Grief, Struggle And Fame Are Interlinked #NationalPoetryMonth


Many of our favorite poets who inspire us, had to battle with life and its miseries. I have compiled some interesting and amazing facts from their lives to reiterate the facts that success doesn’t come on a platter; grief transcends all boundaries and the icy finger of death may squeeze all your dreams.

 Robert Frost sold his first poem “My Butterfly, An Elegy, to the New York Independent for $15. He was an extremely successful poet but his life was full of sorrow and suffering. His father died of tuberculosis when he was just 11 years old, leaving the family with just eight dollars. Frost’s mother died of cancer in 1900. His younger sister Jeanie died in a mental hospital, where she struggled with her mental illness for nine years. Mental illness apparently ran in Frost’s family, as both he and his mother suffered from depression and his daughter too was committed to a mental hospital in 1947.

John Keats, an English Romantic poet who is known for his brilliant poetry, vivid imagery and sensuous appeal died from tuberculosis at the age of 25. He received fame only after his death. His poems were not received well by critics during his lifetime; his reputation grew after his death.

S.T. Coleridge had bipolar disorder, which had not been defined during his lifetime. Throughout his adult life Coleridge had crippling bouts of anxiety and depression was treated for these conditions with laudanum, which fostered a lifelong opium addiction.

He is best known for his long poems, The Rime of the Ancient Mariner, Christabel and Kubla Khan, some of which were written under the influence of opium. He has given the English language the famous metaphor of “an albatross around one’s neck”, the quotation of “water, water everywhere, nor any drop to drink” and the phrase “a sadder and a wiser man.”

Walt Whitman, one of the most influential poets in the American canon, often called “the father of free verse” was very controversial in his time, particularly for his poetry collection ‘Leaves Of Grass,’ which was described as obscene for its overt sexuality.

Maya Angelou, best known for ‘I know Why the Caged Bird Sings’ became a poet and writer after a series of occupations as a young adult, including fry cook, sex worker, nightclub dancer and performer, cast member of the opera ‘Porgy and Bess’ and journalist in Egypt and Ghana during the decolonization of Africa.

When Angelou was three and her brother four, their parents’ “calamitous marriage” ended, and their father sent them to Stamps, Arkansas, alone by train, to live with their paternal grandmother. She was sexually assaulted by her mother’s boy friend when she was eight. It was her tumultuous life that molded her into a multi-faceted personality.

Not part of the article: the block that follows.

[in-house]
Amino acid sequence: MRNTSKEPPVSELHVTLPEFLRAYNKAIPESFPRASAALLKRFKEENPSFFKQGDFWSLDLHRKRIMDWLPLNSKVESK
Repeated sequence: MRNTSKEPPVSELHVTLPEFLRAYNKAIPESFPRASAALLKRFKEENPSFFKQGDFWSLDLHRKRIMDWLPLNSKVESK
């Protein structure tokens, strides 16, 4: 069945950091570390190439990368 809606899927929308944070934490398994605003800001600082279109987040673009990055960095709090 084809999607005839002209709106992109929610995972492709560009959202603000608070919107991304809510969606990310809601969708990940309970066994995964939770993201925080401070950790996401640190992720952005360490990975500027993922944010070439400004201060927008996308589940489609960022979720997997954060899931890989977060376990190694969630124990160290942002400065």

Mirza Ghalib, the last great poet of the Mughal Era, is considered to be one of the most famous and influential poets of the Urdu language but fame came to him posthumously. He started composing poetry at the age of 11. His verses eloquently expressed philosophy, the travails and mysteries of life.

Kahlil Gibran, a Lebanese American writer, a poet and a visual artist is the third best-selling poet of all time, behind Shakespeare and Laozi. Due to his family’s poverty, Gibran received no formal schooling during his youth in Lebanon. Gibran’s father was imprisoned for embezzlement and his family’s property was confiscated by the authorities. It was only when his mother took him to New York that he could attend school.

Emily Dickinson, a prolific poet lived much of her life in reclusive isolation. Considered to be an eccentric by locals, she developed a noted penchant for white clothing and became known for her reluctance to greet guests or, later in life, to even leave her bedroom. Dickinson’s poems are unique for the era in which she wrote; they contain short lines, typically lack titles, and often use slant rhyme as well as unconventional capitalization and punctuation.

For a poet of his stature, T.S.Eliot produced a relatively small number of poems. He was aware of this even early in his career. He wrote to J.H. Woods, one of his former Harvard professors, “My reputation in London is built upon one small volume of verse, and is kept up by printing two or three more poems in a year.”

Rudyard Kipling was born in Mumbai. (India) His parents had been so much moved by the beauty of the Rudyard Lake in Rudyard Staffordshire, (England) that when their first child was born they named him after it. In a 1995 BBC opinion poll, his poem ‘If’ was voted the UK’s favorite poem.

A 13th-century Persian poet, Rumi’s influence transcends national borders and ethnic divisions. Rumi has been described as the “most popular poet”and the “best selling poet” in the United States.

Source: Wikipedia

Compiled by Balroop Singh

Thank you for extending your support during the National Poetry Month by sharing your poems and reflections. Next post will announce the two winners of the gift that I had promised in the beginning of this month.

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33 thoughts on “Grief, Struggle And Fame Are Interlinked #NationalPoetryMonth

  1. Your poem strikes a deep chord in me, Balroop. How eager we are to wish away painful emotions, not realizing that entering them and being absorbed by them is the only route to the other side. The way out is the way in. Your poem exemplifies this beautifully ❤️

  2. That’s a great poem. I was wondering if suffering is the underlying reason for creating great poets. Maybe the words just flow easily. Just a thought.